It was a particularly eventful time to be in Cologne, on account of the New Year’s attacks that had occurred just about two weeks earlier. As expected, the central station was buzzing with protesters, police, and journalists.
Groups also seized the opportunity to hold protests unrelated to the attacks, such as the group for Kurdish rights in Turkey.
Some businesses appeared to welcome the immigrants openly, such as this designer store that translated their door sign into Arabic.
The whole scene stood in contrast to the order that Germans are normally used to.
But you could tell things were generally okay: pedestrians were still waiting at red lights on deserted roads.
The city was also distracted by its fifth season of the year: Carnival season, which culminates in a giant party in early February. In the leadup, you see masses of otherwise very normal adults dressed in costumes that should make a second-grader at Halloween jealous.
I got a bit of nostalgia on realizing that Cologne is the home of my favorite TV show growing up, Die Sendung mit der Maus. You can tell it’s a big deal because the English-language Wikipedia has a very comprehensive article about it.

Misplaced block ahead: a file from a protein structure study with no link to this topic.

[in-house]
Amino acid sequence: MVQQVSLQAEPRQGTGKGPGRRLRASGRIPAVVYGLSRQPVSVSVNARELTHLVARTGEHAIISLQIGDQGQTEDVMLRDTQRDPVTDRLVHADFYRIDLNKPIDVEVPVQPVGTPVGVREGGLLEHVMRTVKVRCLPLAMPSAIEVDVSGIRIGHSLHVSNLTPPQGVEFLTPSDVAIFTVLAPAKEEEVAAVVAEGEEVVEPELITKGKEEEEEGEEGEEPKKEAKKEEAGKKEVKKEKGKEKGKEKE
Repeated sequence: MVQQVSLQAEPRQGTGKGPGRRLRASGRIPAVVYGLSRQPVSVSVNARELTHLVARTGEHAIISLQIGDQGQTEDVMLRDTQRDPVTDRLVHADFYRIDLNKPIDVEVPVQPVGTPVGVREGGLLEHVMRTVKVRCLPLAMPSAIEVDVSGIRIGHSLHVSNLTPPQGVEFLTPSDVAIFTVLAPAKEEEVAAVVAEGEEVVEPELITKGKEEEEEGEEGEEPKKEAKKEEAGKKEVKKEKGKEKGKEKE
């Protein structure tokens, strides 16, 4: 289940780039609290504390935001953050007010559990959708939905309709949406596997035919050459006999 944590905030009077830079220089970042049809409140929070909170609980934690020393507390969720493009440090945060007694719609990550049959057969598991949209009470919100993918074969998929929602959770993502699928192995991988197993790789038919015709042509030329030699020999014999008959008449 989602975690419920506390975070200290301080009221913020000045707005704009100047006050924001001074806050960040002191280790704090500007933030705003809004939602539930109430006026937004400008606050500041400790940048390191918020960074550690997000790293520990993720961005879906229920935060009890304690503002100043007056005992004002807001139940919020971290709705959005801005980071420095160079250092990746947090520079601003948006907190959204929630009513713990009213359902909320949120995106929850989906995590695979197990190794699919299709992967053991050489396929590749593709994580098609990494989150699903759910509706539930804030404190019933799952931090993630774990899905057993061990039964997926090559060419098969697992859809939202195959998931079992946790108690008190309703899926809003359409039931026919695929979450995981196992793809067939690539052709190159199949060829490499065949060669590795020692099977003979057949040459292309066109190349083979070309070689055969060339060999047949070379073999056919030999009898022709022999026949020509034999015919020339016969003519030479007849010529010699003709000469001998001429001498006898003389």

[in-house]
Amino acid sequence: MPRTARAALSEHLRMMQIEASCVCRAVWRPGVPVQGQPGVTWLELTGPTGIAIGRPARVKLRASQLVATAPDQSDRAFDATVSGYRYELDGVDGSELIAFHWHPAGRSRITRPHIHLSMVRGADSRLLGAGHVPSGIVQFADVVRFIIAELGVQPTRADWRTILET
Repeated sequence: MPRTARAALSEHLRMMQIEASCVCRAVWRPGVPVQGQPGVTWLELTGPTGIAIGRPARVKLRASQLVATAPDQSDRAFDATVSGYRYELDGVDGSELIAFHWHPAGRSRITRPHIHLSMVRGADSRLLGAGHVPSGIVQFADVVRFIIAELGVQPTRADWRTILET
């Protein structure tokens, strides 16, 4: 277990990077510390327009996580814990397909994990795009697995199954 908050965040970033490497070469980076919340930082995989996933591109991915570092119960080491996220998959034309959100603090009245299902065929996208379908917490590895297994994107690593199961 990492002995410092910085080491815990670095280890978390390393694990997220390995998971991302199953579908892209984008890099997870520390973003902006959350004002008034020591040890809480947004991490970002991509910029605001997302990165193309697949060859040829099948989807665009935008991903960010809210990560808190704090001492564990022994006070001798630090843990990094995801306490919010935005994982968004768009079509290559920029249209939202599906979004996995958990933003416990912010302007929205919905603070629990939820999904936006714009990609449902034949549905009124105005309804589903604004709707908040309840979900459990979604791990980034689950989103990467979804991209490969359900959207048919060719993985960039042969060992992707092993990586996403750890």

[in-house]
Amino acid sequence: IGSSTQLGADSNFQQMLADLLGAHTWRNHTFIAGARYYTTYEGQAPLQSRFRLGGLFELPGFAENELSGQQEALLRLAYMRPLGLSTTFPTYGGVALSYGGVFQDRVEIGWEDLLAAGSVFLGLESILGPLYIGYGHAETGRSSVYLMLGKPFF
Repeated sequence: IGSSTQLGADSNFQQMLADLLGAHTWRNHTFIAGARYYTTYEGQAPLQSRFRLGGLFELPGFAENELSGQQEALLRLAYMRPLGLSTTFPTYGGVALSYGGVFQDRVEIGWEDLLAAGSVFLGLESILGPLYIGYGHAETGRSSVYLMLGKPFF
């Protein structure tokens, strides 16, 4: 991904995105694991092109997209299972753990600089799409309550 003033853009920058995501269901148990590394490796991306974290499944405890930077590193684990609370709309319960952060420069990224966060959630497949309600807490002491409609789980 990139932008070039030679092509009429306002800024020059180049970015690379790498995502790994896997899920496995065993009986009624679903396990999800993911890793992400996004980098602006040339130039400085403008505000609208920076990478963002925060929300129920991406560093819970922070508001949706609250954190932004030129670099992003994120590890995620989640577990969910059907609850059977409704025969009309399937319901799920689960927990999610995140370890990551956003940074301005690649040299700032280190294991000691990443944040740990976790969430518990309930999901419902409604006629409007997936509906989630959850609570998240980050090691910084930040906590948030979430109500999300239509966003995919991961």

I was also happy to see that the city featured not only bicycle mailmen, but also bicycle UPS delivery! What an amazing concept.
Some other random notes…the city has some amazing outdoor gyms.
The central station had a super cool photography exhibit on the homeless people living in and around the station. The descriptions were succinct but detailed enough to give you some insight into the people’s lives.
There’s a chocolate museum sponsored by Lindt, which seems to enjoy its position and take subtle swipes at American chocolate in the descriptions.
And of course, no post about Cologne would be complete without a picture of its most famous landmark, the highly impressive central cathedral